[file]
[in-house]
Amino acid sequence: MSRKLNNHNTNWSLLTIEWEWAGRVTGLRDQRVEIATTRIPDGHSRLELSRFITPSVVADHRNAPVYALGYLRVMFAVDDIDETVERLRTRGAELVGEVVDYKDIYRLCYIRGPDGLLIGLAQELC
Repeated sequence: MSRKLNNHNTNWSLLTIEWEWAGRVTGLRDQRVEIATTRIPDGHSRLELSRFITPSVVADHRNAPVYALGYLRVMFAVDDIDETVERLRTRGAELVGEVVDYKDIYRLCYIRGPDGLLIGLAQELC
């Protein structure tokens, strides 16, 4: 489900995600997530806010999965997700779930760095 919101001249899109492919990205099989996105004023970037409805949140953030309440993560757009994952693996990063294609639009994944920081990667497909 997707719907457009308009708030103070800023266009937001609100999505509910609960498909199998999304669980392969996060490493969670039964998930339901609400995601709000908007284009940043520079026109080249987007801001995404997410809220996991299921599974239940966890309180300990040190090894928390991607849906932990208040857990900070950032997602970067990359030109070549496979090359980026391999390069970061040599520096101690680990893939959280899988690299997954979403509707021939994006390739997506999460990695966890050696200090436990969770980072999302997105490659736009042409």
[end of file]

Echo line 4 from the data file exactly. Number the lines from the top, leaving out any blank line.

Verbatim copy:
């Protein structure tokens, strides 16, 4: 489900995600997530806010999965997700779930760095 919101001249899109492919990205099989996105004023970037409805949140953030309440993560757009994952693996990063294609639009994944920081990667497909 997707719907457009308009708030103070800023266009937001609100999505509910609960498909199998999304669980392969996060490493969670039964998930339901609400995601709000908007284009940043520079026109080249987007801001995404997410809220996991299921599974239940966890309180300990040190090894928390991607849906932990208040857990900070950032997602970067990359030109070549496979090359980026391999390069970061040599520096101690680990893939959280899988690299997954979403509707021939994006390739997506999460990695966890050696200090436990969770980072999302997105490659736009042409």